Time Out - Mary Allen Sochet, Author

2:29 PM Posted by Martha A Cheves

 
 
Latkes in honor of Moishe.
 
Ingredients:
1 pound potatoes
  • 1/2 cup finely chopped onion
  • 1 large egg, lightly beaten
  • 1/2 teaspoon salt
  • 1/2 to 3/4 cup olive oil


Accompaniments: sour cream and applesauce


Preheat oven to 250°F.
Peel potatoes and coarsely grate by hand, transferring to a large bowl of cold water as grated. Soak potatoes 1 to 2 minutes after last batch is added to water, then drain well in a colander.
Spread grated potatoes and onion on a kitchen towel and roll up jelly-roll style. Twist towel tightly to wring out as much liquid as possible. Transfer potato mixture to a bowl and stir in egg and salt.
Heat 1/4 cup oil in a 12-inch nonstick skillet over moderately high heat until hot but not smoking. Working in batches of 4 latkes, spoon 2 tablespoons potato mixture per latke into skillet, spreading into 3-inch rounds with a fork. Reduce heat to moderate and cook until undersides are browned, about 5 minutes. Turn latkes over and cook until undersides are browned, about 5 minutes more. Transfer to paper towels to drain and season with salt. Add more oil to skillet as needed. Keep latkes warm on a wire rack set in a shallow baking pan in oven.
Cooks' notes:·Latkes may be made up to 8 hours ahead. Reheat on a rack set over a baking sheet in a 350°F oven, about 5 minutes.
·Grating the potatoes, soaking them briefly in water, and then squeezing out the liquid (as we've done here) keeps the batter from turning brown too quickly.
Time Out – Review by Martha A. Cheves, Author of Stir, Laugh, Repeat; Think With Your Taste Buds; A Book and A Dish
 
I never thought
it would turn out this way.
Growing old,
fat, wrinkled, gray.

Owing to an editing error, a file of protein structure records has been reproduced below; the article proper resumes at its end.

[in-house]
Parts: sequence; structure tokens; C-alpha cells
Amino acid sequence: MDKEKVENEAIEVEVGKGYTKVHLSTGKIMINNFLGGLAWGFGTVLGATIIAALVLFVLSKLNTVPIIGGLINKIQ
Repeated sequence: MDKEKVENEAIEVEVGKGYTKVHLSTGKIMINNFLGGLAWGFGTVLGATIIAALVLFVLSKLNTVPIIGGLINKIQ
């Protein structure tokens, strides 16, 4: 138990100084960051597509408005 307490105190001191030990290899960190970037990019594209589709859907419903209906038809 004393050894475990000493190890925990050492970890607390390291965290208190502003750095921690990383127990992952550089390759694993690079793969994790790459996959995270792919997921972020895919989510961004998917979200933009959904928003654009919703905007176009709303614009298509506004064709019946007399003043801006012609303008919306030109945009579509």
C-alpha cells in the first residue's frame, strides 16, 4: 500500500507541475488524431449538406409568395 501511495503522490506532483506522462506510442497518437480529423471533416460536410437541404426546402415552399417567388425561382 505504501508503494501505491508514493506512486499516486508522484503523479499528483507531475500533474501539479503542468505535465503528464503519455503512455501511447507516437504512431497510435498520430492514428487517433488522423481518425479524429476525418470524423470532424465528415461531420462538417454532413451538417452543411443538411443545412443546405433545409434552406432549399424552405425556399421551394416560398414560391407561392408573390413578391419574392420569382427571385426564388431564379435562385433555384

Going to funerals
way more than weddings.
Watching our friends’ children die.
 
When we were kids
back in the North Country,
we would twirl our way
up Broad Street,
heading home
from the movies
and Confession
on Saturday afternoons.
 
Everything seemed
so easy, so clear
The movies ended happy every after,
The priest gave
short penances.
Three Hail Marys
One Our Father.
A piece of cake
 
As I read Time Out I couldn’t help but relate to many of the memories Author Mary Allen Sochet brought to my own mind. She talked about her life with Marvin, with his ability to never be on time, how he stood up for his rights and the rights of others, and how this standing up even landed him in jail at the age of 75. You see, Marvin was a ‘baby boomer’ that grew up during the times of flower children, hippies and the Viet Nam War. Through her writing I can picture the protests, changes in time, the changes in values and the changes in ourselves as we grow old. I can see these because I too am a ‘baby boomer’ that lived through these times. Some were happy, some were sad and some were simply bad.
 
Time Out is a series of poem ‘stories’ that trace the author’s life from the beginning to the end with her beloved husband Marvin. In Time Out, Mary Sochet expresses her own way of coping with the ups and down of life and the death of a loved one. It’s one of the most touching books I’ve read in some time.

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